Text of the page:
It is also important to understand the patient’s comfort level with their strength, area awareness, and agility when choosing between a walker and a rollator. The more comfortable someone is with themself and their device, the less the likelihood they will experience a fall or injury.
What Kinds of Walkers are Available?
A standard walker is a simple, lightweight device without wheels. A user must have enough arm strength to pick up the walker and move it forward one step at a time. Most therapists consider a standard walker the most stable solution for those needing a little extra help.
Two-wheel walkers, which provider easier mobility, are also available for use by a person who doesn’t need quite as much support but is not stable enough to use a four-wheel rollator.
Both types of walkers can be adjusted to accommodate various user heights and are available in both folding and non-folding options.
What Kinds of Rollators are Available?
Rollators come in three-wheel and four-wheel styles. Rollators offer the greatest range of mobility and have front swivel wheels that help with turning. They are equipped with handbrakes that allow a patient to stop the rollator when needed. Most rollators also feature a padded seat and backrest to use when resting as well as a basket or pouch for carrying personal items.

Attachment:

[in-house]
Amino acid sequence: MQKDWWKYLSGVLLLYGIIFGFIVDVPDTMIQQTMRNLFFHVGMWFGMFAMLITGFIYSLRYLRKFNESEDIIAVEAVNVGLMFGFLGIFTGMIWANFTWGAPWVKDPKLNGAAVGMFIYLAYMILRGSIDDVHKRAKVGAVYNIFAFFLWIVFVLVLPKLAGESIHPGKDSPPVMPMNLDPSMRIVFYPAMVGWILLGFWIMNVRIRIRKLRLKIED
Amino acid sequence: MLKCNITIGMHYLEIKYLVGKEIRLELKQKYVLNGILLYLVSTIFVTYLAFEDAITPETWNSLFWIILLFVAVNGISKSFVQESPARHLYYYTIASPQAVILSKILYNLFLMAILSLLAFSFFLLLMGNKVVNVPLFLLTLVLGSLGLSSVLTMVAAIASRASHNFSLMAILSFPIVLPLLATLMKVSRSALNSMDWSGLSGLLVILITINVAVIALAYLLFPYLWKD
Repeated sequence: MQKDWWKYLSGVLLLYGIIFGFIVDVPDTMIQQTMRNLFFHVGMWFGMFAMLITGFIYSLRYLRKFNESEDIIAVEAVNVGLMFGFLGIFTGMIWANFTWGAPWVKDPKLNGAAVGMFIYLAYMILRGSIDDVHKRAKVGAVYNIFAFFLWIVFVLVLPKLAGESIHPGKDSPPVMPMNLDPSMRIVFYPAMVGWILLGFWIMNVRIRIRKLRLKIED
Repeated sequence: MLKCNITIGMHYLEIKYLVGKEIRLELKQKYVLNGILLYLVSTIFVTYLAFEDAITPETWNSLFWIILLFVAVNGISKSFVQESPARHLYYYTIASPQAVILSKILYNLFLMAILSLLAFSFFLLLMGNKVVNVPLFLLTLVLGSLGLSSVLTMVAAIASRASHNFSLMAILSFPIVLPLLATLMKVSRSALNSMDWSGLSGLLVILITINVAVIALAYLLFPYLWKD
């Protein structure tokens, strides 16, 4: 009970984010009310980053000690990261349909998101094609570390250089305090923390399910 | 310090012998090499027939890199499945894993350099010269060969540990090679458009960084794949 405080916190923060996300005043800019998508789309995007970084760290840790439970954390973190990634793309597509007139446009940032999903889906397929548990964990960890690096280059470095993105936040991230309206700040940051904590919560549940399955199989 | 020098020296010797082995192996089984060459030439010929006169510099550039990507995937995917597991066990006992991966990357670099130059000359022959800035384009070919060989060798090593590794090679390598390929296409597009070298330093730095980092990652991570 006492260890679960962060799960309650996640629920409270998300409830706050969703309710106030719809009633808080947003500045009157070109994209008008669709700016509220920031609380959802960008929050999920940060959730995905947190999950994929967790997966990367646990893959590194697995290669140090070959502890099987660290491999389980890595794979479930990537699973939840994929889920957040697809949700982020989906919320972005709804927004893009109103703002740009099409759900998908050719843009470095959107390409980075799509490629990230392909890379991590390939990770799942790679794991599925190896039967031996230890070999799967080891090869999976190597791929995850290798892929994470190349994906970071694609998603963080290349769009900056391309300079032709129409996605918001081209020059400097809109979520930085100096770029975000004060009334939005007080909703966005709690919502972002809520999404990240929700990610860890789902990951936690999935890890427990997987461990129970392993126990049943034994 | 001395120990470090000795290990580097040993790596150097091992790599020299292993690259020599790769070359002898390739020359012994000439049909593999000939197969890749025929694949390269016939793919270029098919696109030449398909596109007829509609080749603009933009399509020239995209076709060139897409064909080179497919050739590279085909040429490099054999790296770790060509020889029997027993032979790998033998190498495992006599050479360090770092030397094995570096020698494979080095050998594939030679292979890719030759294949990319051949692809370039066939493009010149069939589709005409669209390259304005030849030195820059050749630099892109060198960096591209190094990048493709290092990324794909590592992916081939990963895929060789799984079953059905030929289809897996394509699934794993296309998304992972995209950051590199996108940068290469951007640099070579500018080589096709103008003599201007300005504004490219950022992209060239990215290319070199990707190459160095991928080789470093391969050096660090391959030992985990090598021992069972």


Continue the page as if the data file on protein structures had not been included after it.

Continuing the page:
Different rollator models have different wheel sizes designed for indoor versus outdoor use.
For those who just need a little extra support when walking, a three-wheel rollator is usually narrower and can be easier to maneuver in tight spaces. Those who want to walk at a faster speed and do not require a seat for resting may prefer a three-wheel rollator.
An even more unique rollator option to consider or recommend would be a rollator/transport chair combination.
This combination device is ideal for someone who wants to walk part of the time but may get tired and need a rest when they can be pushed by a caregiver or loved one.
The Lumex HybridLX is designed to help users walk independently by giving them the support of a four-wheel rollator, but can easily transform into a lightweight transport chair with flexible backrest and comfortable footrests.
Finding the right mobility solution for you, a loved one or a patient is not an easy task. Keeping you active and independent is important, but doing so safely is just as important. Make sure to consult your healthcare professional to help you in this decision.
Note: For information purposes only, this information is not to be construed as medical advice, consult your doctor.
Cynthia Counts is Vice President of Product Management & Homecare SBU at Graham-Field.
About GF Health Products, Inc.
Headquartered in Atlanta, Georgia, with more than 300 US-based employees, GF Health Products, Inc. is a major manufacturer of healthcare products for the acute care, extended care, homecare and primary care markets. The Graham-Field family of brands includes Basic American Medical Products, Everest & Jennings, Grafco, Hausted, John Bunn, Labtron, Lumex and Lumiscope. Visit www.grahamfield.com or call 770-368-4700.